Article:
The NERC CIP standards are the mandatory security standards which apply to entities which own or manage facilities which are part of the U.S. and Canadian electric power grid.

The standards encompass the same breadth of topics, generally, as other frameworks such as the NIST CSF or CIS Top 20 Controls, but they are more prescriptive than those frameworks and are enforceable on those entities that are subject to them, including the application of potentially large fines in cases of non-compliance. While remaining neutral in terms of what technology is applied, the goals specified in the NERC CIP standards tend to be less conceptual and more concrete than other frameworks.


Who Is NERC, and Why Do They Get to Set Standards?

NERC is the North American Electric Reliability Corporation. NERC was founded in the late 1960’s as the National Electric Reliability Council in response to the northeastern U.S. blackouts of the early and mid-60’s, as the need for utility cooperation became more apparent. The organization was quickly renamed to encompass “North America” as the integrated nature of the joint U.S./Canadian power grid made the need for cross-border cooperation clear.

Over time, NERC worked with utility experts to create voluntary standards for operations for the industry, and those standards were highly influential in the establishment of stability within the North American power grid throughout the 1980’s and 1990’s.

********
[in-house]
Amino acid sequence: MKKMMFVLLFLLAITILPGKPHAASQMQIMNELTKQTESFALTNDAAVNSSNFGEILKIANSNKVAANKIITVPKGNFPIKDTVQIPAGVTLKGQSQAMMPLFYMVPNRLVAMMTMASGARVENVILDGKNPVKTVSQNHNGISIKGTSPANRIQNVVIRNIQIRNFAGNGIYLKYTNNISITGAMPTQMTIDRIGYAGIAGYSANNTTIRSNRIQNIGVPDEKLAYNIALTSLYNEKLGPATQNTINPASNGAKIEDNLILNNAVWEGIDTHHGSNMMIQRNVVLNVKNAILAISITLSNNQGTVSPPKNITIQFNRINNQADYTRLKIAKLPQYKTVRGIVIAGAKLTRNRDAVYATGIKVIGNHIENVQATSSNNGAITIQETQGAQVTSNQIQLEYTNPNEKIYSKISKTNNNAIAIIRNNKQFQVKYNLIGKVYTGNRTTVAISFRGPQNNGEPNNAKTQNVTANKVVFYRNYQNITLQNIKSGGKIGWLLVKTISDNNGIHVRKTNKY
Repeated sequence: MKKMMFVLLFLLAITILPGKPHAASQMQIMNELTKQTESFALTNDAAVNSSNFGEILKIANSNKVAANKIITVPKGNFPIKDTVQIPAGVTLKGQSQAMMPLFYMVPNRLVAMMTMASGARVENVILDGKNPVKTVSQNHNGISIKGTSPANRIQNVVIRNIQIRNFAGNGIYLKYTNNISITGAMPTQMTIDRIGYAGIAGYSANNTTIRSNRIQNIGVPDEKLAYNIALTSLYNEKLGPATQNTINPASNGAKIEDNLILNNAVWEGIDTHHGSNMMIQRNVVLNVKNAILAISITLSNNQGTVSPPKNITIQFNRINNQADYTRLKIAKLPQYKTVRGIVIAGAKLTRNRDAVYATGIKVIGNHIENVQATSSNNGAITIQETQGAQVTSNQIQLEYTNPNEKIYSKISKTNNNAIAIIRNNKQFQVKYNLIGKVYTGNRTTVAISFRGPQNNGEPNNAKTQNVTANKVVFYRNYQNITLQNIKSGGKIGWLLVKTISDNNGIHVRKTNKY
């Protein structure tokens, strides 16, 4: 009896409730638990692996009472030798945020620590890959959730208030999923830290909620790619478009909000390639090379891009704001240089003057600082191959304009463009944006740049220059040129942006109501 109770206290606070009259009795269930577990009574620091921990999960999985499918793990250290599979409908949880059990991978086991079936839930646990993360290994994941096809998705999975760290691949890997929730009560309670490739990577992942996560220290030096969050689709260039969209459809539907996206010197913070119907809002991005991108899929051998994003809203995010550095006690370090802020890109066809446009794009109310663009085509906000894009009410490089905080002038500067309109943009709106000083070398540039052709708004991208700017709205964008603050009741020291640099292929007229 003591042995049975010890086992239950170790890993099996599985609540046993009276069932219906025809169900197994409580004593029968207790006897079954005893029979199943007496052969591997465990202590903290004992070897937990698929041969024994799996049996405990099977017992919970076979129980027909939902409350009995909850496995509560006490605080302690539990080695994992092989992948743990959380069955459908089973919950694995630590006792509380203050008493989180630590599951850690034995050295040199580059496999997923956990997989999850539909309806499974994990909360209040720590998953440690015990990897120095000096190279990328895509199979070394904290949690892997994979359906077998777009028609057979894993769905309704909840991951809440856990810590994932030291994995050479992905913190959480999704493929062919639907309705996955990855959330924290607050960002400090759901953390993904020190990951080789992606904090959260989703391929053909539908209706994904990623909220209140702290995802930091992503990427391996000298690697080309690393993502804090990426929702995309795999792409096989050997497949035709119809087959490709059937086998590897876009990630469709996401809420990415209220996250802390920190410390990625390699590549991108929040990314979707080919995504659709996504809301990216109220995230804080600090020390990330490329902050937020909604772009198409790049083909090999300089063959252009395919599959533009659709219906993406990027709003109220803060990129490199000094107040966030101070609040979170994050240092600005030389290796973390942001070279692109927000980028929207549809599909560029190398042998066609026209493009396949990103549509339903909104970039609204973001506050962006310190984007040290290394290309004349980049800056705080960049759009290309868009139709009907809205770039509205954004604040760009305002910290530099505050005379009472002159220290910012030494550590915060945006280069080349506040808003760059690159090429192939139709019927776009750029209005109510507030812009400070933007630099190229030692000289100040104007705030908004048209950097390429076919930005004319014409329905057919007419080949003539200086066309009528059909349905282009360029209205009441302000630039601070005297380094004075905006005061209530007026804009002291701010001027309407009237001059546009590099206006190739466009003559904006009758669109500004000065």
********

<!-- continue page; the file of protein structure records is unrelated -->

As the need for protection of the national infrastructure in general became more apparent in the late 1990’s, triggering a Presidential Decision Directive from President Clinton in 1996, NERC shifted focus on issues of cyber security, along with some consideration of physical security for issues that could have an impact on interstate commerce.

Discussions around the consideration of creation of a set of cyber security standards for the industry began, when the catalyzing events of 9/11/2001 occurred and provided an increased sense of urgency to the effort. Timelines were compressed by several years from what participants at the time had expected, and NERC issued an Urgent Action Standard in 2003 which served as the predecessor of the current CIP standards.

The first version of the CIP standards was released in 2006 and approved by the Federal Energy Regulatory Commission in 2008. That core body of standards went through what are generally considered to be five versions before revision numbering was abandoned for the body as a whole in favor of tracking versions of individual standards. Versions 3 and 5 represented significant steps forward for the industry as a whole. With the change to per-standard revision monitoring, incremental changes such as the addition of a supply chain security standard and consideration for better support for virtualization have been possible.

In conjunction with that timeline, a significant outage in the northeastern US, Ontario, and Quebec in 2003 led to calls and eventually action to strengthen the responsibilities of asset owners and operators to follow the NERC standards. Under the Energy Policy Act of 2005, NERC was designated as the official Electric Reliability Operator (ERO) for the US power grid, to be managed with some restrictions by the Federal Energy Regulatory Commission (FERC), and NERC standards were given mandatory status, with the ability for NERC to issue fines with FERC approval. While most fines are in the low five-figure range, fines of over a million dollars have been issued for systemic series of violations.

NERC standards are created by drafting teams composed of industry experts, often based upon general directives issued by FERC staff, and are subjected to multiple rounds of review and comment before being voted on and, usually, approved by the NERC membership, the NERC Board of Trustees, and the FERC commissioners.


What Subjects Are Covered by the NERC CIP Standards?